Mighty Media also sponsored Minnesota Public Radio’s recent “Rock the Cradle” event at the Minneapolis Institute of Art, which drew 10,000 people. The publisher sponsored a story time and provided a voting activity for kids to learn about “needs and wants” and have their photo taken with Monster. The publisher plans to hold more events throughout the year.

“Our biggest dream would be to have this book in every kid’s hand in America,” Tuminelly said. “Of course, we don’t quite have that deep of pockets. And we know the political season is going to come and end, but we don’t feel that’s the end of this book because of the values and messages that it has. It will go farther.”

What inspires the author?

Czajak, who lives in New Jersey with his young family, never planned to be a writer. In fact, he got an “F” on his first college-writing paper with the words “Get a tutor” scribbled across the top. He became a chemist and worked in that field for 20 years.

After having kids, however, they inspired him with all kinds of ideas for picture books. “My wife finally just got sick of me saying, ‘Hey, you know what, that’s a picture book [idea] and that’s a picture book,’” he said.  “She told me, ‘Stop talking about it and just write it down,’ so I did and the rest is history.”

Mighty Media connected Czajak with Los Angeles illustrator and animation storyboard artist Wendy Grieb to do the illustrations. She has worked for Disney, Nickelodeon and Sony and worked on Disney Channel’s “Phineas and Ferb” TV show.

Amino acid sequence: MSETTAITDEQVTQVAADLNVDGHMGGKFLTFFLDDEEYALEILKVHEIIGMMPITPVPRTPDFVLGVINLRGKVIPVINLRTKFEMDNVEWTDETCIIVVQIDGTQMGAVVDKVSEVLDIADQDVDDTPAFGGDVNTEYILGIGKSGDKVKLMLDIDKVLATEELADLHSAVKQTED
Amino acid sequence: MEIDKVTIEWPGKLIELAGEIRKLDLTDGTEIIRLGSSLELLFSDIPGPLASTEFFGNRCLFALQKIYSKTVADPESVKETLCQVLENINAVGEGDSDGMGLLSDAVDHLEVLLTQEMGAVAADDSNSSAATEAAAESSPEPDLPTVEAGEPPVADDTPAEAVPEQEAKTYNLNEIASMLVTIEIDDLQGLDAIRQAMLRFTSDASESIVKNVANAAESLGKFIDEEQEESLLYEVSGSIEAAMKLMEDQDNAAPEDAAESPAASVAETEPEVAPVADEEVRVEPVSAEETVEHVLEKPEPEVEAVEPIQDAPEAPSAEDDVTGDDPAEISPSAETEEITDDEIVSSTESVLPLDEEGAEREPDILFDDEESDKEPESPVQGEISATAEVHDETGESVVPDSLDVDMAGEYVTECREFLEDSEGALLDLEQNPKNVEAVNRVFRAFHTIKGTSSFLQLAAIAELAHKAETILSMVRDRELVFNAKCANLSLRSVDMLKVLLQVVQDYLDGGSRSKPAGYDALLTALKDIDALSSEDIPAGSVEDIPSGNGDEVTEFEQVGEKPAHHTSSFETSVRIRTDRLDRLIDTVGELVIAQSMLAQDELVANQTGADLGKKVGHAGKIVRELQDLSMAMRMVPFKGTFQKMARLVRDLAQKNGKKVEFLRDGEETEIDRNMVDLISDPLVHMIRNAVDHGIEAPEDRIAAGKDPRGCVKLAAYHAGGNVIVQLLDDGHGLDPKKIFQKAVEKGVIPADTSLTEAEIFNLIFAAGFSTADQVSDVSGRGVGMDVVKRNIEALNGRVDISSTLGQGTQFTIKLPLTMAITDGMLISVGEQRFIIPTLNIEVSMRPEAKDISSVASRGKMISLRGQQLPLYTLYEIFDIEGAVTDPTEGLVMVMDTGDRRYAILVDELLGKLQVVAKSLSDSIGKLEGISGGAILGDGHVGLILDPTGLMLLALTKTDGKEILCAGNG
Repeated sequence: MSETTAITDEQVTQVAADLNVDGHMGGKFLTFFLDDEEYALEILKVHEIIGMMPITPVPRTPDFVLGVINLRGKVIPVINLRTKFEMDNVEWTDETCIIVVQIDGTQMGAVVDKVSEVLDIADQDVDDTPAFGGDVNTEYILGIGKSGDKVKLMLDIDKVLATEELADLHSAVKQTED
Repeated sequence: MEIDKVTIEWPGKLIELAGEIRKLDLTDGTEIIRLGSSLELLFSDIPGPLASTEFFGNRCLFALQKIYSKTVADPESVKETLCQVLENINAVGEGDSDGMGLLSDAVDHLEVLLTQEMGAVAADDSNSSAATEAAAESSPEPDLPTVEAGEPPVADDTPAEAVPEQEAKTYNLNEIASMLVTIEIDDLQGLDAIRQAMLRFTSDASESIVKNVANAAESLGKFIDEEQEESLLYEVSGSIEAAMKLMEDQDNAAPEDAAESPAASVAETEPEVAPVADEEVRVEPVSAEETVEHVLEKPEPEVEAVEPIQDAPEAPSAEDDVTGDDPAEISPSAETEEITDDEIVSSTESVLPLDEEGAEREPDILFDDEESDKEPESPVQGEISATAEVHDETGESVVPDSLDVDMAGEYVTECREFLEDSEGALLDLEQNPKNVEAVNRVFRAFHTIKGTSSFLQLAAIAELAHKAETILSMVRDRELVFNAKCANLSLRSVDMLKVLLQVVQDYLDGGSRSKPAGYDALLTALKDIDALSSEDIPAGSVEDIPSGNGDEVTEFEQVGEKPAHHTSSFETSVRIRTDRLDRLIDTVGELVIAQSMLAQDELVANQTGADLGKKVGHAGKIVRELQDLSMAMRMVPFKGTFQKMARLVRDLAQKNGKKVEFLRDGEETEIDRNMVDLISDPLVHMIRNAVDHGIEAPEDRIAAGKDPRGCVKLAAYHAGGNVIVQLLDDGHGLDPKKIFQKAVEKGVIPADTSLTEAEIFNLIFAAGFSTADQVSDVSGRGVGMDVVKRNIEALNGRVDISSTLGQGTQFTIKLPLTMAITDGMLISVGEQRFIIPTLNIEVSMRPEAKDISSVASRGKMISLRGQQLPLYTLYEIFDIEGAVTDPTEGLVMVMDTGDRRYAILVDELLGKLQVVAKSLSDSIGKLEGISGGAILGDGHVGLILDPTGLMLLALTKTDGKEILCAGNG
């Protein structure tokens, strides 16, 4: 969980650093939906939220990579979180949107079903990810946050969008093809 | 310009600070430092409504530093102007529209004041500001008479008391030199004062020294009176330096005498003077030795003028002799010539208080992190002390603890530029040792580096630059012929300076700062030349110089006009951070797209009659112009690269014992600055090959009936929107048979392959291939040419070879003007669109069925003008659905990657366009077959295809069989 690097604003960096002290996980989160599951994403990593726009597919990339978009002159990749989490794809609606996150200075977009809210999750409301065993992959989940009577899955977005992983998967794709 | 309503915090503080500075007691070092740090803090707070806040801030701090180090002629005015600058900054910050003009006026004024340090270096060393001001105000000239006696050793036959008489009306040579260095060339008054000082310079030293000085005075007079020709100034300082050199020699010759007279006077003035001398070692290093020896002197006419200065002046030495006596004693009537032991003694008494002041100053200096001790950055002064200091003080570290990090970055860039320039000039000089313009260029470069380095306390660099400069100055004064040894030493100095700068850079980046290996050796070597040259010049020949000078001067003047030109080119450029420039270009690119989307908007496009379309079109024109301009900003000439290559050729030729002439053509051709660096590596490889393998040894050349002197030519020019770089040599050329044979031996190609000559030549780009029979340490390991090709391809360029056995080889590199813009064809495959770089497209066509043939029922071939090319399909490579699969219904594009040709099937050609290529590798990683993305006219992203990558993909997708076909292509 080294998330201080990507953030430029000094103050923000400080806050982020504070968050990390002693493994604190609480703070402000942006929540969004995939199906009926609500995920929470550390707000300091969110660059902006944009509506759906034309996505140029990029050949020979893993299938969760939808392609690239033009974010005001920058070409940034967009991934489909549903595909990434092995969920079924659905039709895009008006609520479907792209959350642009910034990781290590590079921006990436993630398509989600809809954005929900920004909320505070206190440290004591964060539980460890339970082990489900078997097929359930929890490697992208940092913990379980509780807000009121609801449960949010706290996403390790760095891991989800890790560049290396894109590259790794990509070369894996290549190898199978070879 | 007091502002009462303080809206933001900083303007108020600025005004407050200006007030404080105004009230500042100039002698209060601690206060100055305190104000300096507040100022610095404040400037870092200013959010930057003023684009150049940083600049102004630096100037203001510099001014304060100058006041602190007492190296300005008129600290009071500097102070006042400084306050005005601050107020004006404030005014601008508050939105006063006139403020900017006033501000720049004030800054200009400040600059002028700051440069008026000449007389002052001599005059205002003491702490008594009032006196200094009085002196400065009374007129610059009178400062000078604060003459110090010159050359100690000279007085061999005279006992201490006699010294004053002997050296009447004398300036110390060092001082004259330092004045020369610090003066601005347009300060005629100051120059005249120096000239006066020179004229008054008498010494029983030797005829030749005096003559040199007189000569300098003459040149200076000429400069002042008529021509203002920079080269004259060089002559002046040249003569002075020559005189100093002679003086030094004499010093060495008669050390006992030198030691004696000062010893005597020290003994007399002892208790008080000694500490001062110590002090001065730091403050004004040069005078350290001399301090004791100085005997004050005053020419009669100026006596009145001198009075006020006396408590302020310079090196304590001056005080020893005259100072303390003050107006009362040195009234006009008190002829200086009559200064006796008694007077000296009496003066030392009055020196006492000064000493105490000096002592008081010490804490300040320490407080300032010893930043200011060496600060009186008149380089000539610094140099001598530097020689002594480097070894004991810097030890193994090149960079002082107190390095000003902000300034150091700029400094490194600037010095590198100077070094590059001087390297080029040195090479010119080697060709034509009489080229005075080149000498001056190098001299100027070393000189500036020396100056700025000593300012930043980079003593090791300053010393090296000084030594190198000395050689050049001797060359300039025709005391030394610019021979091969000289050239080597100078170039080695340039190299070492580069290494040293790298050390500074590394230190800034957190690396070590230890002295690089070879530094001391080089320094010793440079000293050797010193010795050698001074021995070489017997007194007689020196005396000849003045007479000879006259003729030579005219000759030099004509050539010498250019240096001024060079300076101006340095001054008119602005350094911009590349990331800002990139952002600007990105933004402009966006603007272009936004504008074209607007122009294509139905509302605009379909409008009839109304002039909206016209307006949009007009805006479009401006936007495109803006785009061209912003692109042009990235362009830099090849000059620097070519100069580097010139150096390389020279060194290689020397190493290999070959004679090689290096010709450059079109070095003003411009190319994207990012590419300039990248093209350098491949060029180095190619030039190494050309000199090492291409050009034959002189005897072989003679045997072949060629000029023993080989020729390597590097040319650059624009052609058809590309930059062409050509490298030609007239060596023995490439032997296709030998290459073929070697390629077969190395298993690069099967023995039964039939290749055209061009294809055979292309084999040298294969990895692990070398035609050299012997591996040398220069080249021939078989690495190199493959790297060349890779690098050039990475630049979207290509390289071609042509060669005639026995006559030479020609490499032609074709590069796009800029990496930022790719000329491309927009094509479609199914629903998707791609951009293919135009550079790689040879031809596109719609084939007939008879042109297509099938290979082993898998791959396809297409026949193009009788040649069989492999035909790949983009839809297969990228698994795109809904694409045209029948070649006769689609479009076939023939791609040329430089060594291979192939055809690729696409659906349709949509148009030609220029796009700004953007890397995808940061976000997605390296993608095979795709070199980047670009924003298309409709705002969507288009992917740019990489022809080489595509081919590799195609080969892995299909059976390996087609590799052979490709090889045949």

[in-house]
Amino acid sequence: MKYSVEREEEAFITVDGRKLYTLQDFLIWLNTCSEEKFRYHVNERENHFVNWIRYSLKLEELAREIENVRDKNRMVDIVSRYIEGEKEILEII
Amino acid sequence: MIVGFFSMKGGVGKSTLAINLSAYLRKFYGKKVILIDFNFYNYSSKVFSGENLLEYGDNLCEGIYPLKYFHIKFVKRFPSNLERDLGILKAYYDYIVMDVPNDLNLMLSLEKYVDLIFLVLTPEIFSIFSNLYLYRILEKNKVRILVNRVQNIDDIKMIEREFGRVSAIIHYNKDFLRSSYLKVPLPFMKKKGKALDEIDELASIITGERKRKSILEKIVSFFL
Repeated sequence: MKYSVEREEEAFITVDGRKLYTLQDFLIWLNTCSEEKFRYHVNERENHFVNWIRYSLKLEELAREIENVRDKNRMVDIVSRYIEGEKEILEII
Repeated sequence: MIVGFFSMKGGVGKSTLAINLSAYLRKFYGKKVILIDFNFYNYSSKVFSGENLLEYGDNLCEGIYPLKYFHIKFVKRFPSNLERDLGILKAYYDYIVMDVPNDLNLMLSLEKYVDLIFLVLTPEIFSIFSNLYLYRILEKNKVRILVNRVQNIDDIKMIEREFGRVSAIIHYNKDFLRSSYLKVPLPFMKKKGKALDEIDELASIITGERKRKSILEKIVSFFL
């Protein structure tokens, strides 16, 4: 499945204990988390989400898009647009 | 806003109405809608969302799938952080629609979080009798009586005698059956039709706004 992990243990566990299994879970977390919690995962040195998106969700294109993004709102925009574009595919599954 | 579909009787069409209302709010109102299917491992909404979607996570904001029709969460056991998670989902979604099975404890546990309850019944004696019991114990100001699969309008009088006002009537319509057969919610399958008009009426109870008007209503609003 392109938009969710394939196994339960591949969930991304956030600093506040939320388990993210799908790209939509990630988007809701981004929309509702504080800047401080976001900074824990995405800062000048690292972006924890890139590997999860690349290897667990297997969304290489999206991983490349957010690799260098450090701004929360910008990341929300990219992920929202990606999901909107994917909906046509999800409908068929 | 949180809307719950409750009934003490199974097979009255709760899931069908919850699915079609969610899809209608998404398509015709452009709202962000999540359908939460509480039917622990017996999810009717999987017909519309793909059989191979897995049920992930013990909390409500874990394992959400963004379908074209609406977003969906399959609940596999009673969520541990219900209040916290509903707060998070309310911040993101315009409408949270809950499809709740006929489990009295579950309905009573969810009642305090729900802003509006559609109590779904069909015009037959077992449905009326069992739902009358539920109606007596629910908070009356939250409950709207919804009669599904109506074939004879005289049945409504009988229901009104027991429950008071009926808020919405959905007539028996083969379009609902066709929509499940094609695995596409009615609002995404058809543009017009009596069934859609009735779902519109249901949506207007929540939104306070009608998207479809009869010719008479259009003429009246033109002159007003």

So what does Czajak hope to accomplish with his “voting” book?

“I hope kids start to get involved and understand elections at an earlier age,” he said. “It’s one thing to start voting at 18, but it’s another thing to really understand what it’s all about. And I feel that we take kids for granted and they’re much smarter than what we give them credit for at an early age. They understand that they want to be heard.”


Read more:

The Universality of Play

May 25th, 2016

One of our partners in our research on play and its power is the Humphrey Fellowship Program at Vanderbilt. It includes a group of educators who come to Vanderbilt for a one-year program from around the world. Every year we are part of an exchange with this group – teaching and learning new games from each other.

One of the games we learned from them made it into our latest product, Brain Boosters for Groups in a Jar®. Known as the Rooster Game, it is definitely a game that works on balance and endurance thus fitting into our “movement” brain booster category. For us in America, it may very well feed into or since of “novelty” as well.

Enjoy this game that we learned from our friend in Russia.

Rooster mime. Hold one foot to make the rooster’s tail. Fan the other hand above the head as the rooster’s comb. Pairs compete, gently tapping elbows. Who can hold this pose the longest without letting their foot down?*

 roosterjar2Click to order:

* Excerpted from Brain Boosters for Groups In a Jar® by Susan Ragsdale and Ann Saylor, copyright © 2016. Used with permission of Free Spirit Publishing Inc., Minneapolis, MN; 800-735-7323; All rights reserved.